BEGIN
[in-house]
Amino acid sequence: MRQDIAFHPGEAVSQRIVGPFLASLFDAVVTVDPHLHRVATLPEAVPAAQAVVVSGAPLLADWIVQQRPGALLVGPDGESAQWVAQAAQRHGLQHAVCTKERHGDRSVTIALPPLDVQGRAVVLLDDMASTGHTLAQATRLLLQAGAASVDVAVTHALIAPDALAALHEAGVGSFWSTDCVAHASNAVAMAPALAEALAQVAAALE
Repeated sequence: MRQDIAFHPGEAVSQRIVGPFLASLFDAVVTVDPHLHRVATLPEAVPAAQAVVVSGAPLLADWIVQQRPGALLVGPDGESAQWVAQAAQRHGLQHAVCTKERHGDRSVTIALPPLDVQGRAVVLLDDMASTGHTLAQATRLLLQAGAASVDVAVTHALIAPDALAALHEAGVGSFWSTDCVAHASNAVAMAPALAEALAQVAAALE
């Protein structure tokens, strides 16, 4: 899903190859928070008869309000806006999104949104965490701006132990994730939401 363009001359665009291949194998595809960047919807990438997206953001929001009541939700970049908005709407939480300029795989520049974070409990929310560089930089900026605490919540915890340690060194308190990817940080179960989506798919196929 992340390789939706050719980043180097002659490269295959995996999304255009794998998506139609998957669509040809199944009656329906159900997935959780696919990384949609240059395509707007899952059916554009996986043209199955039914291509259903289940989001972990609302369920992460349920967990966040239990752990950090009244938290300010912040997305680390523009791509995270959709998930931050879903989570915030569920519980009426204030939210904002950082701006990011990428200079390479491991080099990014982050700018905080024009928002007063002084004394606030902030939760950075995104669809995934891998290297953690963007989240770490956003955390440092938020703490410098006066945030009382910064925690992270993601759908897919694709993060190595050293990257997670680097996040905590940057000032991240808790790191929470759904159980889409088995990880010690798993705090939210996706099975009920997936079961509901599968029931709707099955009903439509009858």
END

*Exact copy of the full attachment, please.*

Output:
[in-house]
Amino acid sequence: MRQDIAFHPGEAVSQRIVGPFLASLFDAVVTVDPHLHRVATLPEAVPAAQAVVVSGAPLLADWIVQQRPGALLVGPDGESAQWVAQAAQRHGLQHAVCTKERHGDRSVTIALPPLDVQGRAVVLLDDMASTGHTLAQATRLLLQAGAASVDVAVTHALIAPDALAALHEAGVGSFWSTDCVAHASNAVAMAPALAEALAQVAAALE
Repeated sequence: MRQDIAFHPGEAVSQRIVGPFLASLFDAVVTVDPHLHRVATLPEAVPAAQAVVVSGAPLLADWIVQQRPGALLVGPDGESAQWVAQAAQRHGLQHAVCTKERHGDRSVTIALPPLDVQGRAVVLLDDMASTGHTLAQATRLLLQAGAASVDVAVTHALIAPDALAALHEAGVGSFWSTDCVAHASNAVAMAPALAEALAQVAAALE
């Protein structure tokens, strides 16, 4: 899903190859928070008869309000806006999104949104965490701006132990994730939401 363009001359665009291949194998595809960047919807990438997206953001929001009541939700970049908005709407939480300029795989520049974070409990929310560089930089900026605490919540915890340690060194308190990817940080179960989506798919196929 992340390789939706050719980043180097002659490269295959995996999304255009794998998506139609998957669509040809199944009656329906159900997935959780696919990384949609240059395509707007899952059916554009996986043209199955039914291509259903289940989001972990609302369920992460349920967990966040239990752990950090009244938290300010912040997305680390523009791509995270959709998930931050879903989570915030569920519980009426204030939210904002950082701006990011990428200079390479491991080099990014982050700018905080024009928002007063002084004394606030902030939760950075995104669809995934891998290297953690963007989240770490956003955390440092938020703490410098006066945030009382910064925690992270993601759908897919694709993060190595050293990257997670680097996040905590940057000032991240808790790191929470759904159980889409088995990880010690798993705090939210996706099975009920997936079961509901599968029931709707099955009903439509009858």